Before discussing how to use record locking, let us first define a few terms.
A contiguous set of bytes in a file.
The UNIX operating system does not impose any record structure
This may be done by the programs that use the files.
Processes that work together in some well-defined
fashion to accomplish the tasks at hand.
Processes that share files must request permission
to access the files before using them.
File access permissions must be carefully
set to restrict noncooperating processes from accessing those files.
will be used interchangeably with
to refer to a task obeying such protocols.
Read (Share) Locks
These are used to gain limited access to sections of files.
When a read lock is put on a record, other processes may also read
lock that record, in whole or in part.
No other process, however, may have or obtain a write lock on an overlapping
section of the file.
If a process holds a read lock it may assume
that no other process will be writing or updating that record at the same time.
This access method also lets many processes read the given record.
This might be necessary when searching a file, without the contention
involved if a write or exclusive lock were used.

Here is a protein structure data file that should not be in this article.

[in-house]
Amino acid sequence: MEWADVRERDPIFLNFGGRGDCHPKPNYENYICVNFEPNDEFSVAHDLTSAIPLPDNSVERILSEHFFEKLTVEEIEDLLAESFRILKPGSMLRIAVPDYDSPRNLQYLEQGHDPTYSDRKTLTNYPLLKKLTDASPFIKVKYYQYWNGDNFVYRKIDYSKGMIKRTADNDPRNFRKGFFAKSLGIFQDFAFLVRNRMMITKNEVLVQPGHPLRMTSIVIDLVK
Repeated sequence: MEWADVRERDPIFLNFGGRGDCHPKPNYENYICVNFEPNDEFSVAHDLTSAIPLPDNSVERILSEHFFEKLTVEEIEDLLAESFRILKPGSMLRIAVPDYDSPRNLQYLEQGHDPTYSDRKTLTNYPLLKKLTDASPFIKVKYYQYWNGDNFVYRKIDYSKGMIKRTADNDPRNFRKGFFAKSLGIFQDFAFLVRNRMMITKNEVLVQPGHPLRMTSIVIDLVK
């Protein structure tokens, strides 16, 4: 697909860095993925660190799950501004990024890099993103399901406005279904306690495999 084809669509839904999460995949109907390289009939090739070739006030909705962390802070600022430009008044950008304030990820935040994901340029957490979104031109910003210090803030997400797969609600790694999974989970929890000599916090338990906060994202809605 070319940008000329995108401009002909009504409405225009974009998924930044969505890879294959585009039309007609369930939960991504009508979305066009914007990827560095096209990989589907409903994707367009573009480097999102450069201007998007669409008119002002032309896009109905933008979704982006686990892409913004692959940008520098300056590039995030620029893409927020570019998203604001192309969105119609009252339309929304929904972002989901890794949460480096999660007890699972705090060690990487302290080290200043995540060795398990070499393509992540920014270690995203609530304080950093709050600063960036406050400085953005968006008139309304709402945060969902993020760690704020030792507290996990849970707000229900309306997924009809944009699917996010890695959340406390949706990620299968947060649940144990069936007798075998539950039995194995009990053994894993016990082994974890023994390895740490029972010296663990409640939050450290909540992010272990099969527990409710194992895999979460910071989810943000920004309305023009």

Write (Exclusive) Locks
These are used to gain complete control over sections of files.
When a write lock is put on a record, no other process may read or
write lock that record, in whole or in part.
If a process holds a write lock it may assume
that no other process will be reading or writing that record at the same time.
A form of record locking that does
not interact with the I/O
Advisory locking is not enforced, for example, by
creat, open, read, or write.
The control over records is accomplished by requiring an
appropriate record lock request before I/O operations.
If appropriate requests are always made by all processes accessing the
file, then the accessibility of the file will be controlled by the interaction
of these requests.
Advisory locking depends on the individual processes to enforce the record
it does not require an accessibility check at the time of each I/O
A form of record locking that does interact with the I/O
Access to locked records is enforced
by the creat,
open, read and write
If a record is locked, then access of that record by any other process is
restricted according to the type of lock on the record.
The control over records should still be performed explicitly by
requesting an appropriate record lock before I/O operations, but an
additional check is made by the system before each I/O operation to
ensure the record locking protocol is being honored.
Mandatory locking offers an extra synchronization check, but at
the cost of some additional system overhead.
File and record locking
© 2004 The SCO Group, Inc. All rights reserved.
UnixWare 7 Release 7.1.4 - 27 April 2004